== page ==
Fitzgibbons was a member of the medical staff at Western Medical Center (WMC), a trauma center in
After the acquisition, IHHI received a notice of default on $80 million in loans, which was reported in the Orange County Register. Fitzgerald then sent an email to a number of people questioning IHHI’s financial conditions, predicting its bankruptcy, and mocking its principals. According to IHHI, this email found its way to Blue Cross, with whom IHHI was negotiating for higher insurance payments, and stalled negotiations at a cost of over $500,000. IHHI sued for defamation, breach of contract, tortious interference, and violations of the Unfair Competition Law.
But there’s a twist: IHHI argued that the anti-SLAPP statute doesn’t apply to competitors engaged in commercial speech. Fitzgibbon belonged to an entity formed to purchase WMC (an entity whose offer was rejected before WMC’s then-owner accepted IHHI’s). Prior courts have been understandably concerned about subjecting run-of-the-mill trademark and false advertising cases between competitors to the substantial barriers thrown up by the anti-SLAPP statute.
The court of appeals stated that “in most cases,” a competitor’s statements would not be protected by the anti-SLAPP law, but there is no per se rule. In an earlier case, in which the defendants allegedly solicited their former employer’s customers with false statements that the employer used toxic chemicals, the court held that such speech didn’t concern a public issue because the defendant’s business wasn’t in the public eye. Here, by contrast, IHHI was already in the public eye. Furthermore, Fitzgibbons was an ex-competitor, not an active competitor – sour grapes are not the same as competition for SLAPP purposes.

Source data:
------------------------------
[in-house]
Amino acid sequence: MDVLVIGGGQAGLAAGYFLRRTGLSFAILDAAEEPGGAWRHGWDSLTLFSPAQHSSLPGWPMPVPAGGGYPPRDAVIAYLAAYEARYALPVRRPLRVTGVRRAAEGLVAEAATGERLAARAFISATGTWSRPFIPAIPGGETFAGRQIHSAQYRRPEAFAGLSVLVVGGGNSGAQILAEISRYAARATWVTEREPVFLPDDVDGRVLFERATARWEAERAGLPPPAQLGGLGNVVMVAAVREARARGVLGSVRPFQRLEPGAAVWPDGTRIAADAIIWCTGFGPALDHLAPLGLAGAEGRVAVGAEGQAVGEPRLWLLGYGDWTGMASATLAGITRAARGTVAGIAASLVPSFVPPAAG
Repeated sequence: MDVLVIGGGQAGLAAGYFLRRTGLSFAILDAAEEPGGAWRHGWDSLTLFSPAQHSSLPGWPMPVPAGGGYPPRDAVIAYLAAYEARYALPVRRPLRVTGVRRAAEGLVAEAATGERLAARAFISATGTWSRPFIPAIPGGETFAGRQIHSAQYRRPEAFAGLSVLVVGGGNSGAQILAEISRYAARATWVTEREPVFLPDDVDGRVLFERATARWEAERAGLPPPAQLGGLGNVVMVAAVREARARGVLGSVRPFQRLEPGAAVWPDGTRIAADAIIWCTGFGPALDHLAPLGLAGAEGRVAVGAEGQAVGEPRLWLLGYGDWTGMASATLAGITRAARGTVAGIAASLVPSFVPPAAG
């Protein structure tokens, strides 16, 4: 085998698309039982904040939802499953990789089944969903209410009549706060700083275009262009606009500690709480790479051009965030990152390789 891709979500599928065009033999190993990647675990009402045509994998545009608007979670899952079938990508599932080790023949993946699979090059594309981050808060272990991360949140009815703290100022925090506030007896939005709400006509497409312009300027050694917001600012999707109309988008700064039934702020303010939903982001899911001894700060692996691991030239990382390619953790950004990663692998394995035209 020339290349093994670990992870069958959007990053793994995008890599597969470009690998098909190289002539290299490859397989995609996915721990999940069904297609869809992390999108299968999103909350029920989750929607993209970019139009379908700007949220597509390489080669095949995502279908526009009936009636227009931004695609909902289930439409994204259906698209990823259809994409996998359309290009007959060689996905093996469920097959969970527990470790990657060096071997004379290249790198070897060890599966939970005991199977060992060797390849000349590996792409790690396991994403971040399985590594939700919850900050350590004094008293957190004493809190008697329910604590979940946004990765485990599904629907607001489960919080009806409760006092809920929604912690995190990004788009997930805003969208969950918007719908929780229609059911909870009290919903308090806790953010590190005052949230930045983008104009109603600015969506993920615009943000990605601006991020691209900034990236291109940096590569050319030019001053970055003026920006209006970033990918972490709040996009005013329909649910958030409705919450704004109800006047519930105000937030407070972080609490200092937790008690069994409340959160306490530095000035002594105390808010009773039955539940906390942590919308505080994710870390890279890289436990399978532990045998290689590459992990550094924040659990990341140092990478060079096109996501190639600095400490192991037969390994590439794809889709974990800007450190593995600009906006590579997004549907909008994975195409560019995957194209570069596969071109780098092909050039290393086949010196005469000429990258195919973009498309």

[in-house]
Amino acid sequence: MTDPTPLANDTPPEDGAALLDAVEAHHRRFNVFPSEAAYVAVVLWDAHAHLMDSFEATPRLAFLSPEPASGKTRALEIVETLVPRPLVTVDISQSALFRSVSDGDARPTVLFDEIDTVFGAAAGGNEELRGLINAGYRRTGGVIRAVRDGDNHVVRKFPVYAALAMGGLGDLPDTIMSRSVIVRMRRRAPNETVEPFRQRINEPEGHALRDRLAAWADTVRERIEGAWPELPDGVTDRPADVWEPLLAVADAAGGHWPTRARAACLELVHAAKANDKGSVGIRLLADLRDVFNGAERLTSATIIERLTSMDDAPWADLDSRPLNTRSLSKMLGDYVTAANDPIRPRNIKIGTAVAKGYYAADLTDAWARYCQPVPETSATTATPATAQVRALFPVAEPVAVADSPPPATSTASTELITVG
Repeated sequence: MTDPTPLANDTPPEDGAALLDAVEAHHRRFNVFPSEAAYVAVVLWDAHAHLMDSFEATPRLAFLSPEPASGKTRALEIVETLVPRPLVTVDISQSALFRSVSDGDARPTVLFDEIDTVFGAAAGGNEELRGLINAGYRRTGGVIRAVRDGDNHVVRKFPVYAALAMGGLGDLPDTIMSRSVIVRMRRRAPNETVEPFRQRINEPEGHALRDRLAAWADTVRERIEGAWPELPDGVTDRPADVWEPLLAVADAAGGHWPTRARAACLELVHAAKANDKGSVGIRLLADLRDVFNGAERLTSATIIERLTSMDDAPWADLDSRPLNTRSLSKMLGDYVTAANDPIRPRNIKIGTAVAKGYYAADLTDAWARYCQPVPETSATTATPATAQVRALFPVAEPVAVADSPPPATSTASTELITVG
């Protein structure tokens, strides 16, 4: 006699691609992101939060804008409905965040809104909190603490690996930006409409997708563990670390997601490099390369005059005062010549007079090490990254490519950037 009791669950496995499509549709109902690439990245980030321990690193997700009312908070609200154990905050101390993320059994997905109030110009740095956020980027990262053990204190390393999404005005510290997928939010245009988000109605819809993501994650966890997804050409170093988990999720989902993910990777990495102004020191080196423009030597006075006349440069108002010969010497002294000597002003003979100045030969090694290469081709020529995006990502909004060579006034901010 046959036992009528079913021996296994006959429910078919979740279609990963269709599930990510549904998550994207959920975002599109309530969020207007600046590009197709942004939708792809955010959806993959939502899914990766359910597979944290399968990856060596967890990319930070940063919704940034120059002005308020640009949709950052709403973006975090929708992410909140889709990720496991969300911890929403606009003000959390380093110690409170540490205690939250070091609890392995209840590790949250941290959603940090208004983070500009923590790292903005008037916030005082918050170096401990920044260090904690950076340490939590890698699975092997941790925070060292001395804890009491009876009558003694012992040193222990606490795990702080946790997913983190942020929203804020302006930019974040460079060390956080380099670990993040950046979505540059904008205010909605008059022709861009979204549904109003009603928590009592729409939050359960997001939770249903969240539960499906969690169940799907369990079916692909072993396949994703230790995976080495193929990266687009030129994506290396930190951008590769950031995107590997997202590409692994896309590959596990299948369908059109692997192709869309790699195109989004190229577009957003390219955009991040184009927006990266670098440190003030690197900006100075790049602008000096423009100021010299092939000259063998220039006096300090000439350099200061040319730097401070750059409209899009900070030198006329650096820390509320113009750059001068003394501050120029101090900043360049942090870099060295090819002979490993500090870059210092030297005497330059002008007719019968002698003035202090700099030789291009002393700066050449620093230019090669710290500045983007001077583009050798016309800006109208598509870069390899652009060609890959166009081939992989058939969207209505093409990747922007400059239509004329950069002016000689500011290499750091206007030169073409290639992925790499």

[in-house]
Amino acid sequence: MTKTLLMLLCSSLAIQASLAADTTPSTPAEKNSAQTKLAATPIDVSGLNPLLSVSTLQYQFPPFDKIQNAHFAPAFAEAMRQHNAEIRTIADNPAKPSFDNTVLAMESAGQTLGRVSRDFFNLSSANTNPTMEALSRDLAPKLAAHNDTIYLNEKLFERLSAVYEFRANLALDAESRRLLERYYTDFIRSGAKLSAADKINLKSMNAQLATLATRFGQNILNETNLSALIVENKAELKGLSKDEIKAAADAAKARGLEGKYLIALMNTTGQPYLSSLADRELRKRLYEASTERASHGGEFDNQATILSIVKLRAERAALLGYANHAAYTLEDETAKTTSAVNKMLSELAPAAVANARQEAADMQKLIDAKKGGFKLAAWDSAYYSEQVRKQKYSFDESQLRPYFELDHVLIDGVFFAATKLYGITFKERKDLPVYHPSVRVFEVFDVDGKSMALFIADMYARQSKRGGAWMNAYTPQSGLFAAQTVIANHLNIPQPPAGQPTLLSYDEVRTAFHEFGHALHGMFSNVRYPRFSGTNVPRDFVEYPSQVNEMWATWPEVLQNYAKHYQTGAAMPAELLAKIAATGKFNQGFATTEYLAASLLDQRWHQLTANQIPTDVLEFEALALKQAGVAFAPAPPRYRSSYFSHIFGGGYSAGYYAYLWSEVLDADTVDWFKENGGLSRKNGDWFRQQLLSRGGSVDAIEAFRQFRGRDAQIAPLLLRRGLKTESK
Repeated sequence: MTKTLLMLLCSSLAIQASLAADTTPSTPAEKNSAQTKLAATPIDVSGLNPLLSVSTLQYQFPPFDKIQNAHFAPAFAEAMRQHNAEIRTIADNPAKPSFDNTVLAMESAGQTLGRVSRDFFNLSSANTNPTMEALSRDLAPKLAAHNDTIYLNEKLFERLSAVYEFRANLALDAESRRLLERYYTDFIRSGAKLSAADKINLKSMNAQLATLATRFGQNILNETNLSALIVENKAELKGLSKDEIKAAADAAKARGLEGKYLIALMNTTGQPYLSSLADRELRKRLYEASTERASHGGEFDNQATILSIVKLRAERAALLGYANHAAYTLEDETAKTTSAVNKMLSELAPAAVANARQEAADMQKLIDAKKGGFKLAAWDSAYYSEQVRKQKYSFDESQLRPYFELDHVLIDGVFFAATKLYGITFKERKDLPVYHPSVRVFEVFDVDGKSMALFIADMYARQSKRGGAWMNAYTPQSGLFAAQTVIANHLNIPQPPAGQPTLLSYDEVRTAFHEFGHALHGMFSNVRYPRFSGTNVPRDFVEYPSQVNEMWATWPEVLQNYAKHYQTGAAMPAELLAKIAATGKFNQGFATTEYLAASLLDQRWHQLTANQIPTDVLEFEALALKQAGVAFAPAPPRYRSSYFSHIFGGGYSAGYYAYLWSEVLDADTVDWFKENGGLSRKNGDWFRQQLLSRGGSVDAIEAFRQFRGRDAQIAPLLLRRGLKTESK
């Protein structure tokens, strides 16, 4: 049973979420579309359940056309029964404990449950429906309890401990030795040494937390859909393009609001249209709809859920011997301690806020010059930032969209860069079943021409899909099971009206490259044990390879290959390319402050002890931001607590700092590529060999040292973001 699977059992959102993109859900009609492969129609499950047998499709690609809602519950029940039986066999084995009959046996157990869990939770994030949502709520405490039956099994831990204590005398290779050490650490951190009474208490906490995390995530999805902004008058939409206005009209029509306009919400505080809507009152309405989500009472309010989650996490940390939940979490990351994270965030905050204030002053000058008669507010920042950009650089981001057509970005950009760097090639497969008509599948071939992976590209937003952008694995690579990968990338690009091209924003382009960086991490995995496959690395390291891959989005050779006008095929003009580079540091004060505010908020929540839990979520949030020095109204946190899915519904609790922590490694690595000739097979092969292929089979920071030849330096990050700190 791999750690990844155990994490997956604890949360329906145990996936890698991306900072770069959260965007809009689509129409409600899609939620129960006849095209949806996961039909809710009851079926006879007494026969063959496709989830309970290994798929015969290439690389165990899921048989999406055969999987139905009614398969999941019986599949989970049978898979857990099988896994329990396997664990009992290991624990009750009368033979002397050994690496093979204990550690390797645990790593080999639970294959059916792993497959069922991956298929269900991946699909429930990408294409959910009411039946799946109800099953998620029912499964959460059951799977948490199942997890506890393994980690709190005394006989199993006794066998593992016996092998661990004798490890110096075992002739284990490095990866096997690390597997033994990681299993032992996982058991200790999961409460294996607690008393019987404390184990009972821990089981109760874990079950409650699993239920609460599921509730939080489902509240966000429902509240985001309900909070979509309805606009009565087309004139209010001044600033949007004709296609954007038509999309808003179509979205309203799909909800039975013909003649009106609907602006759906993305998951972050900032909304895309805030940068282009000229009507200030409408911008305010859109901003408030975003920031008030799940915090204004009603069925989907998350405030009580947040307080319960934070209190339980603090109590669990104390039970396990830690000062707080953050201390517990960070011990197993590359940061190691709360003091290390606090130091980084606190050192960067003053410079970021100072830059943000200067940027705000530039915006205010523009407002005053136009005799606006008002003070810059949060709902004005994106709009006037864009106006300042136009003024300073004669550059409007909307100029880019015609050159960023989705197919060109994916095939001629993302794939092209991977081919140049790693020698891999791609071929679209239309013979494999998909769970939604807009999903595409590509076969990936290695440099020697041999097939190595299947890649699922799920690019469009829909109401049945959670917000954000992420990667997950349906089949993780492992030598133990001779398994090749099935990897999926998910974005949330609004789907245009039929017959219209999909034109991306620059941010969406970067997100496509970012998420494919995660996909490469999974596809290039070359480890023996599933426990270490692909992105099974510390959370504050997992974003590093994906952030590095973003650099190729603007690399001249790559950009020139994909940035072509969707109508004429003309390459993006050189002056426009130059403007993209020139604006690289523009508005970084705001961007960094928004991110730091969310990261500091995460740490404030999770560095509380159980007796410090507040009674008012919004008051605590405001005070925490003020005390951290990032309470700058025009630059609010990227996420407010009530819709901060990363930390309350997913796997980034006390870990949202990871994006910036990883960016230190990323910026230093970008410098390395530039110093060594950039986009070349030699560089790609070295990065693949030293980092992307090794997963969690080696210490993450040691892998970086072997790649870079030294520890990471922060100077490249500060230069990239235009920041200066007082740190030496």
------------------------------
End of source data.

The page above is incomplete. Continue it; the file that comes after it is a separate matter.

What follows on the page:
Because Fitzgibbons was protected by the anti-SLAPP law, IHHI had to show a likelihood of success at an early stage in order to avoid dismissal, and this it could not do. Fitzgibbons disclosed the facts on which he based his opinions; IHHI didn’t disprove those facts. The contract between IHHI and the staff didn’t waive Fitzgibbons’ First Amendment rights: The court construed the contract narrowly because it involved free speech, and held that (1) an email to a limited number of people wasn’t “public” for purposes of expressing public support, and (2) the contract wasn’t specific enough require public support for the entire life of the contract; it was limited to pre-acquisition public support.